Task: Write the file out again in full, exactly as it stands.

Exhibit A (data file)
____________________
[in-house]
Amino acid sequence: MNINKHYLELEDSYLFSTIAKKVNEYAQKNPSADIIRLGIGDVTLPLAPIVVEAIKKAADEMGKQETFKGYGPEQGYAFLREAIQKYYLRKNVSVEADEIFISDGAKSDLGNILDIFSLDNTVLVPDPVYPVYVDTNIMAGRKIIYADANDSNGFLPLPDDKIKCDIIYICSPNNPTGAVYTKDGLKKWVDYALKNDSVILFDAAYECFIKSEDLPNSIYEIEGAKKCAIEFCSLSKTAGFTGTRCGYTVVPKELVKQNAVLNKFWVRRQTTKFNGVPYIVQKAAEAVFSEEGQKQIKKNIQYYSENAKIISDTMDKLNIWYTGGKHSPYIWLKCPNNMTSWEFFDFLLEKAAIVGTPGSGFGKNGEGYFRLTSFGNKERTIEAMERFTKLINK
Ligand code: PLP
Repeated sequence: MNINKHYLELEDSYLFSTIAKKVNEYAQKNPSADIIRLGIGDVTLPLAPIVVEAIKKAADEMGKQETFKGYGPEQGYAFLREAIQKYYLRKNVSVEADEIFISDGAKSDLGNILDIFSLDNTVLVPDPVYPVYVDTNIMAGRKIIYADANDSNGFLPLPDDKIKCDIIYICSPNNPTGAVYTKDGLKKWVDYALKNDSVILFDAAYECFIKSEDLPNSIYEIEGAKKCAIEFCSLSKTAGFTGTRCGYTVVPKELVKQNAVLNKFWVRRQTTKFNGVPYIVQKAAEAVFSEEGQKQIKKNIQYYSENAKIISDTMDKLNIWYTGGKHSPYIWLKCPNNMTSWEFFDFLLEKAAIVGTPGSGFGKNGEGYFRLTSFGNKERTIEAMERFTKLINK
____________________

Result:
[in-house]
Amino acid sequence: MNINKHYLELEDSYLFSTIAKKVNEYAQKNPSADIIRLGIGDVTLPLAPIVVEAIKKAADEMGKQETFKGYGPEQGYAFLREAIQKYYLRKNVSVEADEIFISDGAKSDLGNILDIFSLDNTVLVPDPVYPVYVDTNIMAGRKIIYADANDSNGFLPLPDDKIKCDIIYICSPNNPTGAVYTKDGLKKWVDYALKNDSVILFDAAYECFIKSEDLPNSIYEIEGAKKCAIEFCSLSKTAGFTGTRCGYTVVPKELVKQNAVLNKFWVRRQTTKFNGVPYIVQKAAEAVFSEEGQKQIKKNIQYYSENAKIISDTMDKLNIWYTGGKHSPYIWLKCPNNMTSWEFFDFLLEKAAIVGTPGSGFGKNGEGYFRLTSFGNKERTIEAMERFTKLINK
Ligand code: PLP
Repeated sequence: MNINKHYLELEDSYLFSTIAKKVNEYAQKNPSADIIRLGIGDVTLPLAPIVVEAIKKAADEMGKQETFKGYGPEQGYAFLREAIQKYYLRKNVSVEADEIFISDGAKSDLGNILDIFSLDNTVLVPDPVYPVYVDTNIMAGRKIIYADANDSNGFLPLPDDKIKCDIIYICSPNNPTGAVYTKDGLKKWVDYALKNDSVILFDAAYECFIKSEDLPNSIYEIEGAKKCAIEFCSLSKTAGFTGTRCGYTVVPKELVKQNAVLNKFWVRRQTTKFNGVPYIVQKAAEAVFSEEGQKQIKKNIQYYSENAKIISDTMDKLNIWYTGGKHSPYIWLKCPNNMTSWEFFDFLLEKAAIVGTPGSGFGKNGEGYFRLTSFGNKERTIEAMERFTKLINK